Maintaining Tooth Vitality With Super Minimally Invasive Pulp Therapy


In aging humans, tooth loss is a predictor of decreased longevity. Tooth loss is mainly caused by dental caries and periodontal disease. Pulpitis refers to inflammation of the dental pulp caused by bacterial infection secondary to dental caries. It is accompanied by severe toothache and has infectious disease-associated pathophysiology. Pulpitis is mainly treated by pulpectomy, which is aimed at removing the infected dental pulp and controlling pain by removing nociceptive nerve fibers. However, teeth without dental pulp have a poor prognosis. In this report, we proposed a novel “super minimally invasive pulp” therapy for treating pulpitis without pulpectomy, which combines antibiotics, steroids, and ultrasound-guided trigeminal nerve block (UGTNB) to protect the dental pulp. UGTNB is used as an analgesic for severe pain, antibiotics for pulp infections, and steroids as antiinflammatory drugs. This novel therapy could improve the longevity of the tooth and thereby oral health.


Oral well-being and functions are important for health and quality of life [1]. The teeth play an important role in mastication, speech, and aesthetics. Tooth loss leads to the loss of these functions and complications, such as nutritional and articulation disorders [2,3]. These conditions may cause depression and social isolation owing to the decreased quality of life [2]. The importance of tooth loss is being increasingly recognized, especially among aging populations. Tooth loss is mainly caused by dental caries and periodontal diseases [3]. According to the 2016 Global Burden of Disease Study, more than 2.44 billion people worldwide suffer from dental caries [4]. In cases with advanced dental caries, the dental pulp undergoes necrosis. The prognosis differs greatly between “vital teeth” (wherein the pulp is still alive) and “nonvital teeth” (wherein the pulp is dead) [5,6]. Suzuki et al. reported that the number of nonvital teeth was associated with tooth loss [6]. They suggested that patients with several nonvital teeth were particularly at risk of tooth loss due to root fractures or caries.

Pulpitis is defined as inflammation of the dental pulp tissue that is mainly caused by bacterial infection secondary to dental caries. Pulpitis can be diagnostically classified as reversible or irreversible. Irreversible pulpitis requires pulpectomy even when the pulp is partially alive. Pulpectomy is an invasive treatment as the blood vessels and nerves that maintain tooth homeostasis are surgically removed. Teeth with their dental pulps removed are classified as nonvital teeth.

The unique inflammatory mechanism of pulpitis can be explained by the fact that the pulp is surrounded by hard tissues such as the enamel and dentin. Pulpitis increases intrapulpal pressure and involves the release of inflammatory substances in response to bacterial invasion, leading to severe tooth pain [7]. Severe pain further exacerbates inflammation by causing the release of inflammatory substances. Hence, symptoms of pulpitis are exacerbated by interactions between infective and inflammatory processes. Pulpectomy aims to eliminate pulpitis and pain sensation by removing the entire pulp tissue including all nociceptive nerve fibers. It was introduced in the 1830s and is a well-established technique for the treatment of severe tooth pain. Most dentists tend to choose pulpectomy for treating pulpitis because of the difficulty in accurately diagnosing reversible or irreversible pulpitis and because they prioritize rapid alleviation of symptoms [8,9]. However, even in cases of irreversible pulpitis, most of the pulp tissue may often be uninfected and uninflamed [8,10].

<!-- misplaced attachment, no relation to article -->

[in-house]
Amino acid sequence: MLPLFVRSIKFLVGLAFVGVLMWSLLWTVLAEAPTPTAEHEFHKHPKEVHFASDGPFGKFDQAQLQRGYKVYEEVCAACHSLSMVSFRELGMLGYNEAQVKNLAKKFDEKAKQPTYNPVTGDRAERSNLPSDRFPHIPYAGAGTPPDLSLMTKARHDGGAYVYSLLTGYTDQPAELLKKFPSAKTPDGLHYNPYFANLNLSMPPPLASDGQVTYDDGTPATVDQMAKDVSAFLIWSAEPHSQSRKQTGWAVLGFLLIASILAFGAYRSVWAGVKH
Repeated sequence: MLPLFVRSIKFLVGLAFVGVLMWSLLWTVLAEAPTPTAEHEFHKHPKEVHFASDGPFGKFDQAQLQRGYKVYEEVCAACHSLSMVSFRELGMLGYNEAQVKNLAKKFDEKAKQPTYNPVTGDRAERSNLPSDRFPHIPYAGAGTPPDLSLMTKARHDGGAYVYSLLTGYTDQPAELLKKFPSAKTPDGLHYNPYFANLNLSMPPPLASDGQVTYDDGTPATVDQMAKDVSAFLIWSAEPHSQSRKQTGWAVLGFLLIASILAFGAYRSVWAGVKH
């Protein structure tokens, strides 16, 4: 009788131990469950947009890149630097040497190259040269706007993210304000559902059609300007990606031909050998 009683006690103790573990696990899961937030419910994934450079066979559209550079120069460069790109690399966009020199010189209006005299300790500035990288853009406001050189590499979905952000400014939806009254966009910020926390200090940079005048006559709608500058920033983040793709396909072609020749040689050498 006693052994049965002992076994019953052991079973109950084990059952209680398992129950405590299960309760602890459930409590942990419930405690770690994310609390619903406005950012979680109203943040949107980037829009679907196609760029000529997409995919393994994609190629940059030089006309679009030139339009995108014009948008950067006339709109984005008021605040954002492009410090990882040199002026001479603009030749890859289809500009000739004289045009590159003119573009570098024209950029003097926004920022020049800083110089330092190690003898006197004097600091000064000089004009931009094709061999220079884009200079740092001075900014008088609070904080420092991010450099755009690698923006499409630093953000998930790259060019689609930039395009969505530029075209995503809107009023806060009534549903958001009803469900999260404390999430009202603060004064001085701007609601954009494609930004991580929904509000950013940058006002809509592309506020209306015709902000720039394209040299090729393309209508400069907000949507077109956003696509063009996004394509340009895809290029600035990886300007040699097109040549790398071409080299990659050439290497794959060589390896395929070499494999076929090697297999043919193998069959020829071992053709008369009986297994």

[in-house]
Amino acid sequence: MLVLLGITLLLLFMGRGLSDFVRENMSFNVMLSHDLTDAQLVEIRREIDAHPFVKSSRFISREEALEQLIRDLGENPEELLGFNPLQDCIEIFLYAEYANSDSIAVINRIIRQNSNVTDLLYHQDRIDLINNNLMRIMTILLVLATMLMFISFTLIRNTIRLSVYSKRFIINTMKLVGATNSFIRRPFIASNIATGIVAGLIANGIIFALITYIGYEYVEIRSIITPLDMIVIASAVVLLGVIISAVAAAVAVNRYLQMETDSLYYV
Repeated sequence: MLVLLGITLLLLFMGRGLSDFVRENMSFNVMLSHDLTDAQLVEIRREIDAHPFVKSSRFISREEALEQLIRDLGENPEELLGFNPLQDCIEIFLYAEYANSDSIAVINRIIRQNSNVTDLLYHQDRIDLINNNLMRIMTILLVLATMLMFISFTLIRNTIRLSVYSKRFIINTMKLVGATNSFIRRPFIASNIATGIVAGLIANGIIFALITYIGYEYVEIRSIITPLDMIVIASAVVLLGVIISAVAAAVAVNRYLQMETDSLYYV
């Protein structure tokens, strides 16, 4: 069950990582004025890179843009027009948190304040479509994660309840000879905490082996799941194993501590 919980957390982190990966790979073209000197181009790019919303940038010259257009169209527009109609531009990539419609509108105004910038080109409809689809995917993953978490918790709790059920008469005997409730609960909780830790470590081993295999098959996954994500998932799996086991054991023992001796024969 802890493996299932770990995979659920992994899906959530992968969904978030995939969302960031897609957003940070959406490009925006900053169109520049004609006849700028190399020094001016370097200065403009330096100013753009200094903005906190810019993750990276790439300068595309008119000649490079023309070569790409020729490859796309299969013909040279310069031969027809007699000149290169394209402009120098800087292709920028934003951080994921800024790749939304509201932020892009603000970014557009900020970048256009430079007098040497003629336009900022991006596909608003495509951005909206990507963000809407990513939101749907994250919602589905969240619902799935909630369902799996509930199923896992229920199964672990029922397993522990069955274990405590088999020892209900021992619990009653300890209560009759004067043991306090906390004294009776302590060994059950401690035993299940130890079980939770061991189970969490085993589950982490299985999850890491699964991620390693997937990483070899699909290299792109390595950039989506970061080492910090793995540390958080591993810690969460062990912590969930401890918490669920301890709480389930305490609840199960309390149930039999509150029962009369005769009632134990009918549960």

After pulpectomy, nonvital teeth are associated with some problems. Ricucci et al. reported that bacteria were visualized in most teeth that underwent root canal treatment including pulpectomy [11]. Nixdorf et al. reported that the frequency of all-cause persistent tooth pain after these procedures was estimated to be 5.3%, with higher quality studies suggesting a frequency >7% [12]. Since a tooth is severely damaged by pulpectomy, several prosthetic procedures are required to restore its function. Standard requirements for diagnosis and treatment of pulpitis in recent years include highly precise medical equipment, such as an expensive microscope. Such dental care is available only to a small population, who can afford the costs. In addition, pulpectomy involves many treatment steps and inconveniences for patients. Nonvital teeth have a high risk of root fracture and tooth extraction [6]. Most dentists are aware of the poor long-term prognosis of teeth following pulpectomy. Moreover, prosthetic treatment after tooth loss is not superior to natural teeth in terms of function, regardless of the quality of the oral implant material. Thus, the vitality of the teeth is important for maintaining lifelong oral functions. Therefore, we devised a method to preserve the pulp using nerve blocks and antimicrobial agents in patients with irreversible pulpitis, who are traditionally recommended pulpectomy.

Technical Report

The proposed treatment for pulpitis includes ultrasound-guided trigeminal nerve block (UGTNB) as an analgesic for severe pain, antibiotics for pulp infection, and steroids as antiinflammatory drugs (Figure 1). We have designated this method the “super minimally invasive pulp” (SMIP) therapy and describe it below.